A Boeing logo is seen at the company's facility in Everett, Washington, Jan 21, 2020. (Photo: Agencies)
Boeing will cut 6,770 US employees in its first round of involuntary layoffs triggered by the collapse of commercial air travel amid the worldwide coronavirus pandemic, the aircraft builder said Wednesday.
The layoffs are part of Boeing's previously announced plans to reduce its global workforce of 160,000 by 10 percent through routine turnover as some employees leave for other jobs, retirements and involuntary layoffs.
"The Covid-19 pandemic's devastating impact on the airline industry means a deep cut in the number of commercial jets and services that our customers will need over the next few years, which in turn means fewer jobs on our lines and in our offices," David Calhoun, Boeing's CEO, said in a statement.
"I wish there were some other way. We also will have to adjust our business plans constantly until the global pandemic stops whipsawing our markets in ways that are still hard to predict."
So far, about 5,500 US employees have agreed to leave the company voluntarily.
Boeing's commercial aircraft business will take most of the cuts. The company's defense, space and security divisions are expected to lose about 100 workers through involuntary layoffs.
Most of the involuntary layoffs that Boeing announced Wednesday are expected to center on the company's assembly plants in the Seattle area. Boeing also is likely to cut jobs at its services arm as the collapse in demand for air travel also reduced expenditures for parts and maintenance services.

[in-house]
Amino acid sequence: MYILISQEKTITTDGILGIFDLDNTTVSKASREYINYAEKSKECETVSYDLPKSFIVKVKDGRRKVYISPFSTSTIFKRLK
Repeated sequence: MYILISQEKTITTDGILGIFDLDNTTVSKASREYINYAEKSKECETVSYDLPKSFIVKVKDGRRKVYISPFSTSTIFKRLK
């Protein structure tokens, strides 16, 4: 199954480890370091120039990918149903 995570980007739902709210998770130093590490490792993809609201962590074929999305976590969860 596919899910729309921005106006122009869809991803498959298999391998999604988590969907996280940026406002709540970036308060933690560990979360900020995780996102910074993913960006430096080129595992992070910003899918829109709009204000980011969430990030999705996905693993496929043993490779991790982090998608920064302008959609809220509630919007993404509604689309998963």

Boeing still must cut another 4,000 jobs to meet its stated goal of reducing its workforce by 16,000 employees. The company said those layoffs will be announced in the next few months.
Calhoun told employees there are some tentative signs of an economic turnaround that will benefit Boeing.
"Some of our customers are reporting that reservations are outpacing cancelations on their flights for the first time since the pandemic started," he said in a statement.
"Some countries and US states are starting cautiously to reopen their economies again. And some parts of our business, most notably on the defense side, will continue hiring to meet customer commitments and fill critical skill positions."
Departing workers will receive severance pay, temporary healthcare coverage and assistance in finding another job, the company said.
Boeing isn't the only company announcing cutbacks in the sector as airlines reduce, postpone or cancel orders for new aircraft.
Boeing's European rival Airbus has announced plans to cut jetliner production by about a third, with layoffs as needed.
General Electric Co, a builder of jet engines and other parts for Airbus and Boeing, has announced plans to cut thousands of jobs.
Spirit AeroSystems in Wichita, Kansas, a builder of fuselages for the 737 MAX, cut about 2,800 workers after Boeing temporarily suspended production of the plane in January.
Previously, Boeing announced that it would cut production of its 787 twin-aisle jet by 50 percent.